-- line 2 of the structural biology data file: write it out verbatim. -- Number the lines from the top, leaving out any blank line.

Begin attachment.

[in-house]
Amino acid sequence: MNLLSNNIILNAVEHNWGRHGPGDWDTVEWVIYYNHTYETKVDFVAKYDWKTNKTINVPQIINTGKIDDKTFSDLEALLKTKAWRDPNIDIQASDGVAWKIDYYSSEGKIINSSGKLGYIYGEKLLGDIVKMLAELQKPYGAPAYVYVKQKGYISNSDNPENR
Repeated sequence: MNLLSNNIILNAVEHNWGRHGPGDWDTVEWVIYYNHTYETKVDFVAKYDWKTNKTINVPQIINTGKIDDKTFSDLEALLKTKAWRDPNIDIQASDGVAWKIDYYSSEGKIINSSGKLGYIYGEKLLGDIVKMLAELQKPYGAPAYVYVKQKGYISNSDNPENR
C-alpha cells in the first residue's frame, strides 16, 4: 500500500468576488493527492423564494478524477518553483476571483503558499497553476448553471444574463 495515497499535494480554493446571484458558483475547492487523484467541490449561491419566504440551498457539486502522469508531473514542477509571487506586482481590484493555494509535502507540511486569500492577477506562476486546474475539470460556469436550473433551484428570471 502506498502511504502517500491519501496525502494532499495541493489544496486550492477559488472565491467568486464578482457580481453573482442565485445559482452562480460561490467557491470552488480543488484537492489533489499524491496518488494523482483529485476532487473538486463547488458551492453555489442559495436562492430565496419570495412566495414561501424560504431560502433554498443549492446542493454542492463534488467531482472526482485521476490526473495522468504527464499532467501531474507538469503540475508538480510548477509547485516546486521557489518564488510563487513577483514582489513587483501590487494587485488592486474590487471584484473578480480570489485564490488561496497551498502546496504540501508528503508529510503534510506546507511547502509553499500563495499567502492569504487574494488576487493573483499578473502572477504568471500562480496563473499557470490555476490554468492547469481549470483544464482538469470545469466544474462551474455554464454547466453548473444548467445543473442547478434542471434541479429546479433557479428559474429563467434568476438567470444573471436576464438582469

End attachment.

Amino acid sequence: MNLLSNNIILNAVEHNWGRHGPGDWDTVEWVIYYNHTYETKVDFVAKYDWKTNKTINVPQIINTGKIDDKTFSDLEALLKTKAWRDPNIDIQASDGVAWKIDYYSSEGKIINSSGKLGYIYGEKLLGDIVKMLAELQKPYGAPAYVYVKQKGYISNSDNPENR